Professor Yu Yi, an associate professor of general aviation department at CivilAviation Management Institute of China, presented at Access ChinaConference 2017 on 11 January on China’s general aviation (GA) industry. Wesummarize below our key takeaways from the presentation:China’s emerging GA industryOverall, with the Chinese government now positioning GA (non-military andnon-commercial airlines) as a new “strategic” industry, Prof. Yu sees hugepotential during the 13th FYP period. Although China has led the world in manyother transportation modes, the country has significantly lagged behind in GAdevelopment (GA fleet, flying hours, etc.). The logic behind the government’sdecision to promote the development of the GA industry is simple: GAdevelopment can propel economic growth in three aspects, including 1)boosting investment (1 dollar of GA investment can drive 8.24 dollars ofeconomic output in China); 2) consumption upgrades (e.g. air tour, air medicalservices and short-distance transportation); and 3) promoting entrepreneurship(investment is mostly driven by the private sector).
Investment opportunities alongside the supply chainDuring the 13th FYP period, China aims to 1) add a total GA fleet of 2,719 units(market size: Rmb86.5bn); 2) conduct total flying hours of 700,000 hours(market size: Rmb50bn); and 3) build and upgrade 300 GA airports (Rmb60bn)over 2016-20. These three targets combined will generate a total market size ofc.Rmb200bn during this FYP period. Prof. Yu believes the government’stargets for GA fleet and flying hours may prove to be challenging but the targetfor GA airports should be more than achievable as such investment is mainlydriven by local government and they show strong interest. In fact, the totalnumber of planned GA airports has already exceeded 1,000 at the localgovernment level. In addition, the government is planning to simplify theapproval process for GA airport construction and the policy is likely to beunveiled this year, after which the construction of GA airport should speed up.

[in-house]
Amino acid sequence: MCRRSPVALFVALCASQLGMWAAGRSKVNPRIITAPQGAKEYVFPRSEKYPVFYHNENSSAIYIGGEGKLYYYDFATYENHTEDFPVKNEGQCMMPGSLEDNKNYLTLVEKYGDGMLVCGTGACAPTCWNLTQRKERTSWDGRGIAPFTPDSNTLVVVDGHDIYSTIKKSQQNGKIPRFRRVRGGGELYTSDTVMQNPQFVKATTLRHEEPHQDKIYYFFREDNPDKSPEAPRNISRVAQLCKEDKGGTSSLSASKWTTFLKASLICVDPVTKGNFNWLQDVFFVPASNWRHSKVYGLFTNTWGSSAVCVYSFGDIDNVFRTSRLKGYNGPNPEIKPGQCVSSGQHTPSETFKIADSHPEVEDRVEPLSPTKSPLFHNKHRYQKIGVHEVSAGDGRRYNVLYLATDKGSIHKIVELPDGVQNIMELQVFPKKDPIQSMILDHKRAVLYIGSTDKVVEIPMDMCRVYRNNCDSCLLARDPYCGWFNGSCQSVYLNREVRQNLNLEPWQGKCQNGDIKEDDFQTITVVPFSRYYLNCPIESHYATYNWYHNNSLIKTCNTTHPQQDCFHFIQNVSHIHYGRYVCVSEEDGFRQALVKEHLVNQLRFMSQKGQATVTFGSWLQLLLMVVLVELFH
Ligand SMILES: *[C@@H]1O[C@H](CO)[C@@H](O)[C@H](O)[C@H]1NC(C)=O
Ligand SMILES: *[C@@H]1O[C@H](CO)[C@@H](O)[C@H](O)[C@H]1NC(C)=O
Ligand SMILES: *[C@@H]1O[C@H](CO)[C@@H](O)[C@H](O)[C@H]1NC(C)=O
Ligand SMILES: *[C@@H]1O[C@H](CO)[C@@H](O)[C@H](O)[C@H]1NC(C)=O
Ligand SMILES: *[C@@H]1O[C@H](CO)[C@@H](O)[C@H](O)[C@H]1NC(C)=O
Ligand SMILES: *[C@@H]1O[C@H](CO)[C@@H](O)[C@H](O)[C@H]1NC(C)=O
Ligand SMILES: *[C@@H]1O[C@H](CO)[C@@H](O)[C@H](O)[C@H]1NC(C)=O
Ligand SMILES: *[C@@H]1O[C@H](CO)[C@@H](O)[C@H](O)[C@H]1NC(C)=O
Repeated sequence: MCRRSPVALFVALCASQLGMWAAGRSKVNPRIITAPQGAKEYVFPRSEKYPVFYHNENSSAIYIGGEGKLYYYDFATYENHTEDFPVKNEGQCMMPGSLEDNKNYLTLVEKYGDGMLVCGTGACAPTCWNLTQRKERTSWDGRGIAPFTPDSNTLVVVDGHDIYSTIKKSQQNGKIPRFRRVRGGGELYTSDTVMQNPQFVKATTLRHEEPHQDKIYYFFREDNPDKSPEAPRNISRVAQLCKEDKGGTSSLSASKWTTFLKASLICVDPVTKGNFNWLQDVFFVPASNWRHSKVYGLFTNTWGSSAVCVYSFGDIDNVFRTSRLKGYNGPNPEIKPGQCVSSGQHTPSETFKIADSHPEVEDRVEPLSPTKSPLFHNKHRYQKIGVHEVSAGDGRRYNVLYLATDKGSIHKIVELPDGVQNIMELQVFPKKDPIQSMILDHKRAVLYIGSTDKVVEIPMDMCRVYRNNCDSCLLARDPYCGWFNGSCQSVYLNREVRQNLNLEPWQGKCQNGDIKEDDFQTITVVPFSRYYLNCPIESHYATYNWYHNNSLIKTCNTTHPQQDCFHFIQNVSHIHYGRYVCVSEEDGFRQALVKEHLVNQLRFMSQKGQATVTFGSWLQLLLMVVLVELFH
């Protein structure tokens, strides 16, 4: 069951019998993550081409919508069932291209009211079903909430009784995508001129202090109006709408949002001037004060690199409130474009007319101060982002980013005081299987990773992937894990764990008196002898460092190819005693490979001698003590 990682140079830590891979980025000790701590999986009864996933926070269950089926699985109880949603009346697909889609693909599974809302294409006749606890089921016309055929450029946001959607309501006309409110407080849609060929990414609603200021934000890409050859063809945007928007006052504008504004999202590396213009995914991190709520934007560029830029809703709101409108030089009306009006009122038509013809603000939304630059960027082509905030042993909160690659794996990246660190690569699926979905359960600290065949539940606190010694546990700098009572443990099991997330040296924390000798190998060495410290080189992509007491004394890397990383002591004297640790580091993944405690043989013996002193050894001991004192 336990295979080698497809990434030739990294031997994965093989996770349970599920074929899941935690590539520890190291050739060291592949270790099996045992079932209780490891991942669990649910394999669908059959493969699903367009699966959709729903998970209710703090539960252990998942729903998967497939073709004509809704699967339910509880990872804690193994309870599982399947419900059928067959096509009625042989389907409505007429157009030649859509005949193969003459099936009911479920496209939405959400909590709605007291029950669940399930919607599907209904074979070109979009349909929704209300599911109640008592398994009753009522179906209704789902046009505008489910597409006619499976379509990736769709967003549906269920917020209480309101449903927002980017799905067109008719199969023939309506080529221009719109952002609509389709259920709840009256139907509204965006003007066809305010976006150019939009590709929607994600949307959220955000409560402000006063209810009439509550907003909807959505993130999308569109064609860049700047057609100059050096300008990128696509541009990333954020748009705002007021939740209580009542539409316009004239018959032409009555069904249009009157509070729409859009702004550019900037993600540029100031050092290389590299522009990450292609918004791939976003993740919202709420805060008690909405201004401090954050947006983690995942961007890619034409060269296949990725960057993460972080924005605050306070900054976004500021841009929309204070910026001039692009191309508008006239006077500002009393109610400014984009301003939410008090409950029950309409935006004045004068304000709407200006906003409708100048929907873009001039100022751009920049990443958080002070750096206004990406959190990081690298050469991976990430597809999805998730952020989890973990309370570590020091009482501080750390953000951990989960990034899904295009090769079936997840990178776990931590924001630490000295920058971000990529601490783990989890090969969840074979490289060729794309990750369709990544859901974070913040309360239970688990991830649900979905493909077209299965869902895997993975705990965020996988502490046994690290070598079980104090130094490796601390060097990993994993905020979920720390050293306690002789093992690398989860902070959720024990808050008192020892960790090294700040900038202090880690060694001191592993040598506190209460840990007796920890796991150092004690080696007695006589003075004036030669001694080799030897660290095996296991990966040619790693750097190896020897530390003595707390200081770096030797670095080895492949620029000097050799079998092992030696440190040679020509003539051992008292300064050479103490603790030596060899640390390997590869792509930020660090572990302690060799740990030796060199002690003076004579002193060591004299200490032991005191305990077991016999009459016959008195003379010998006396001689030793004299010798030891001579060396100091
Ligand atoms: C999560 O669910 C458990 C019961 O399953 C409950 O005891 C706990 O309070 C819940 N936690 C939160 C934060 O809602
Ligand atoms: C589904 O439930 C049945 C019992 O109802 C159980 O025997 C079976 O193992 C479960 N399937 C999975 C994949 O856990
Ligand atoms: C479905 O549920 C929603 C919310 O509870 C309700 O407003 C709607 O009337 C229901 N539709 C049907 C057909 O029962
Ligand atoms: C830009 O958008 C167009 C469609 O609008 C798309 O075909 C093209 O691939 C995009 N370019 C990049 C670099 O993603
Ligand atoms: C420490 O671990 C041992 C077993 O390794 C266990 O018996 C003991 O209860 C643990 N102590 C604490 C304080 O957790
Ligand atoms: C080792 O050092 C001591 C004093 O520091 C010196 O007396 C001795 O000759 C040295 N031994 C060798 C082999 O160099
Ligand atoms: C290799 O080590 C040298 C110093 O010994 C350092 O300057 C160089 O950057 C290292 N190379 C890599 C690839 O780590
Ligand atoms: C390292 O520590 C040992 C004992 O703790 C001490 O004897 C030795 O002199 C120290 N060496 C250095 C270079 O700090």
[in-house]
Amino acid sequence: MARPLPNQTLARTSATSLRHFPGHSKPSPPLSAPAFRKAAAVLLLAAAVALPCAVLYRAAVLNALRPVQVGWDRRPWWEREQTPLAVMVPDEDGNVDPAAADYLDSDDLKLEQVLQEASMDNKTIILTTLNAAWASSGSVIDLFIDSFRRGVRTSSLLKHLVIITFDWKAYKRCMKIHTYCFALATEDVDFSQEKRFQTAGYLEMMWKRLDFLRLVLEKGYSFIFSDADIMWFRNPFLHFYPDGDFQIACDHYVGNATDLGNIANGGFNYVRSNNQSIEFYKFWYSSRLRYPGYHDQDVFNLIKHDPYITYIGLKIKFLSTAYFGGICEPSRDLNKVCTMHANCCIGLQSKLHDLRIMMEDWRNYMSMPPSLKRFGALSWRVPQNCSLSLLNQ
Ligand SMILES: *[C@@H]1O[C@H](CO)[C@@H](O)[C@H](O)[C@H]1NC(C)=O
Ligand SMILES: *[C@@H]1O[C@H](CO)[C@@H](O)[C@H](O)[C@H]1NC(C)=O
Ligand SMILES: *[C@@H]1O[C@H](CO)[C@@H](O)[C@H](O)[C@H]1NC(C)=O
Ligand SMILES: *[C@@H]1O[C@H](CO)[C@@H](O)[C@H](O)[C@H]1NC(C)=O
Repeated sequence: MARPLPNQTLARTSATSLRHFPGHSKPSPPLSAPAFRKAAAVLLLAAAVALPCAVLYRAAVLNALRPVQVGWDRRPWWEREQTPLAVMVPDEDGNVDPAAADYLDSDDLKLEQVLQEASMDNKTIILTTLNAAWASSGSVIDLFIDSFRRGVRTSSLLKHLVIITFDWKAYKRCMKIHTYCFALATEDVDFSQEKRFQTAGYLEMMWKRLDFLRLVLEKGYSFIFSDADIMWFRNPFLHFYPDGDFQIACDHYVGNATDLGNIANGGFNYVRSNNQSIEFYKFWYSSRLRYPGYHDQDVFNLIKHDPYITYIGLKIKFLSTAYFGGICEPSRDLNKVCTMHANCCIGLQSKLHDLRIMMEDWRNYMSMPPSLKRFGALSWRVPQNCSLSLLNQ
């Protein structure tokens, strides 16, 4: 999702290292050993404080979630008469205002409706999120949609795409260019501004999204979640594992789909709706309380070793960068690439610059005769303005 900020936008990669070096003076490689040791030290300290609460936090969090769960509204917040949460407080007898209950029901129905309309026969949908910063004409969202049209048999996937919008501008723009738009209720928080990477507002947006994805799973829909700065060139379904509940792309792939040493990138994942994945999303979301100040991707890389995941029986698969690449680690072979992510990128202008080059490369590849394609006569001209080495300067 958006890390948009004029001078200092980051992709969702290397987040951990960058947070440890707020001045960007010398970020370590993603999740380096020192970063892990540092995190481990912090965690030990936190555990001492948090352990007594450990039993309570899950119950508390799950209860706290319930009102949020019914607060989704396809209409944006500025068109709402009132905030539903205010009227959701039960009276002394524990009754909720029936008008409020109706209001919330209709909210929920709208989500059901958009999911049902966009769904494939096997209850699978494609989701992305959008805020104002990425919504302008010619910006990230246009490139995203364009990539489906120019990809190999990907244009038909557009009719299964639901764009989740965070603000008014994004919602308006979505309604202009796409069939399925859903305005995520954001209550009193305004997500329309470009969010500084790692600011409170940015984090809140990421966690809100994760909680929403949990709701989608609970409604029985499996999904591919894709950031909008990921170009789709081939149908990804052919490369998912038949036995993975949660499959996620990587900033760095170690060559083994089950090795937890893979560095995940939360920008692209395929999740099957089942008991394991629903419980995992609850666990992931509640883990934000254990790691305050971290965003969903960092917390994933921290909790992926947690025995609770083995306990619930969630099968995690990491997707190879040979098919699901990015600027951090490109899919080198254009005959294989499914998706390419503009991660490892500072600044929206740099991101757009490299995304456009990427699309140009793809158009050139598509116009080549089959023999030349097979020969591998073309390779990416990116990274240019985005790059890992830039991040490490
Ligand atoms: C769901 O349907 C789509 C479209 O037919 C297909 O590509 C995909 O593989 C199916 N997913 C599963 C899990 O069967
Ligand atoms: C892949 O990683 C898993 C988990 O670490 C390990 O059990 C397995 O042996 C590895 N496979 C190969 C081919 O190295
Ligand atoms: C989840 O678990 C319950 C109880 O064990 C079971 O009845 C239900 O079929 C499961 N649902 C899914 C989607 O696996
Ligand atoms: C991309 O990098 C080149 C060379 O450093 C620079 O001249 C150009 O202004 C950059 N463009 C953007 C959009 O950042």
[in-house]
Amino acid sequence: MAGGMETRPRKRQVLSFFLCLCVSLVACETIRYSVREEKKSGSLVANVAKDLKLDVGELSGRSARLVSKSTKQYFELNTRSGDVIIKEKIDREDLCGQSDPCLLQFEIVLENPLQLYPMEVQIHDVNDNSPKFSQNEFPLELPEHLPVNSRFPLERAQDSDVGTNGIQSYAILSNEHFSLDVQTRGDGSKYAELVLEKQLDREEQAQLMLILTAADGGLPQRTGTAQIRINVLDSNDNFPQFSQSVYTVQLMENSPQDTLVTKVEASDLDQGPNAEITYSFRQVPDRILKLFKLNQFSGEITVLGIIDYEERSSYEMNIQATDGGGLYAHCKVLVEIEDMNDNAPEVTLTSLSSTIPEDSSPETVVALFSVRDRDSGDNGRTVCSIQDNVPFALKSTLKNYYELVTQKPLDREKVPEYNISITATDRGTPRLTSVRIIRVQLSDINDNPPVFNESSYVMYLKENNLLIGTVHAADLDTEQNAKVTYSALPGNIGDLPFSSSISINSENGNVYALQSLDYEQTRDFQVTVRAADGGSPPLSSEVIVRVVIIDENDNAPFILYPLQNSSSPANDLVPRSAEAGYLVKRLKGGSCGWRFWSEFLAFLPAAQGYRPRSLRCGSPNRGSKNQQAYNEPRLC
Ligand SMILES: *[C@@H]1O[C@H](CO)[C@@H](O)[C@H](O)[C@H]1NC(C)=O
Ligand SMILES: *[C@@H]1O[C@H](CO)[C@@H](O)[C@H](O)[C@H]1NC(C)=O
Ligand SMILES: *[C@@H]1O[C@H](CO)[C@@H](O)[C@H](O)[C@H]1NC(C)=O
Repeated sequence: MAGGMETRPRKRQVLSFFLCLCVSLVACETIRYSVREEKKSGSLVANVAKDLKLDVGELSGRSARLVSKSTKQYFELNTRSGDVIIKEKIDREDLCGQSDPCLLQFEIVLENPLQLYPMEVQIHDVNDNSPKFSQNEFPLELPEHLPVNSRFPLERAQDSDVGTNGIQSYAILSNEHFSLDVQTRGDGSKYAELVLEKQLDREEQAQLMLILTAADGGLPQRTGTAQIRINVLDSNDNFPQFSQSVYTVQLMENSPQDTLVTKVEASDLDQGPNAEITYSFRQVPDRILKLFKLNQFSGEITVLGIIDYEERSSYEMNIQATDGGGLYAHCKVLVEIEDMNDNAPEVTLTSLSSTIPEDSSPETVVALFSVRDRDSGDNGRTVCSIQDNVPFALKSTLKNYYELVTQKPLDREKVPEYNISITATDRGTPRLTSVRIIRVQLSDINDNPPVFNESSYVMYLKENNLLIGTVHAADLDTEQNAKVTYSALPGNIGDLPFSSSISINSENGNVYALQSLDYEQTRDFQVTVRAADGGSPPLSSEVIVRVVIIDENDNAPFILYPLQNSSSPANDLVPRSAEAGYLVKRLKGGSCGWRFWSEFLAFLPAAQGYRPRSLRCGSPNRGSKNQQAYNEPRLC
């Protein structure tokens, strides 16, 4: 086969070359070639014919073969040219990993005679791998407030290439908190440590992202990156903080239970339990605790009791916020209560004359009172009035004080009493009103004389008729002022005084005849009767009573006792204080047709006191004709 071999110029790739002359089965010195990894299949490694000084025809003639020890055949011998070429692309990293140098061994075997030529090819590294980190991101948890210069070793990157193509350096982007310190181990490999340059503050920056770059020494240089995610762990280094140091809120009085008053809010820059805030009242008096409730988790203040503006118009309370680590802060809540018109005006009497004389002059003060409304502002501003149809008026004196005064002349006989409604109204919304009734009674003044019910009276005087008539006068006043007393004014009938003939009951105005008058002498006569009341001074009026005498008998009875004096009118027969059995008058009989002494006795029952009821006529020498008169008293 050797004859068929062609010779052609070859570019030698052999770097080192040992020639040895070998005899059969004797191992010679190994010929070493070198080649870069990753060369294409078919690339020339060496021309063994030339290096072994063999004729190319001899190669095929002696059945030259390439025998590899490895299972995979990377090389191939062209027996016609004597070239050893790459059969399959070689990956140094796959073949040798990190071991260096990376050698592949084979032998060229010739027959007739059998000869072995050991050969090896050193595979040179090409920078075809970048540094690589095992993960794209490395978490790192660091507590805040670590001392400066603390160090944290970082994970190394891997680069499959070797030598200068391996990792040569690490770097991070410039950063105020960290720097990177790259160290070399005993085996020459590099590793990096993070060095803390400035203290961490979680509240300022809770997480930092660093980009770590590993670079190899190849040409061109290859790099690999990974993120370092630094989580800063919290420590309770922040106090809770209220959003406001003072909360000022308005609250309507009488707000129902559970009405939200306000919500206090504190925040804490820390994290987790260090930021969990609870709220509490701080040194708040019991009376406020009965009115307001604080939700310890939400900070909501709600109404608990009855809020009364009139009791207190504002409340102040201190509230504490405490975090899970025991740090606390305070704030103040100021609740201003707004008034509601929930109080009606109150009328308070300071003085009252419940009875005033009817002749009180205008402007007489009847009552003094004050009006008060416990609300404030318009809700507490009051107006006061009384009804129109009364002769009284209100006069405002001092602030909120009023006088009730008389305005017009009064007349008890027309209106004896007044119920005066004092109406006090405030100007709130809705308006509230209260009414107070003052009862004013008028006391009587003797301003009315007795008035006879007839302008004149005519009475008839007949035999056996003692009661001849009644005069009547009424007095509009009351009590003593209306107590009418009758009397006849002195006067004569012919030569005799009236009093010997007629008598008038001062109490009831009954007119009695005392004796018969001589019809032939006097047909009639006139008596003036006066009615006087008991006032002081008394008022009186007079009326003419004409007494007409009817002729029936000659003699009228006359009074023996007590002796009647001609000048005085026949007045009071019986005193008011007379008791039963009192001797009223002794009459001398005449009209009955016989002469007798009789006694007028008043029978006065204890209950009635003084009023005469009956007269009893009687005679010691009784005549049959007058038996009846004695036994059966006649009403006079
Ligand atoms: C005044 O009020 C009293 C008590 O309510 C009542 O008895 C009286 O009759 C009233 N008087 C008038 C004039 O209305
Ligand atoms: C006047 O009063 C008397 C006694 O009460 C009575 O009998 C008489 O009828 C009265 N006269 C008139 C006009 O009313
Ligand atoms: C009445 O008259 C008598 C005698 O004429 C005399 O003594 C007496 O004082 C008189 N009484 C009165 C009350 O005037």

Key challengesProf. Yu believes low-altitude airspace control remains a key challengehindering China’s GA industry development as only 23% of China’s airspace isopened to civil use, which is prioritized for commercial aviation. Althoughvarious government entities have been pushing for airspace reform since the12th FYP period, little progress has been made so far. Looking ahead, Prof. Yubelieves a full-fledged relaxation seems unlikely during the 13th FYP period, butin selective regions airspace reform may be likely.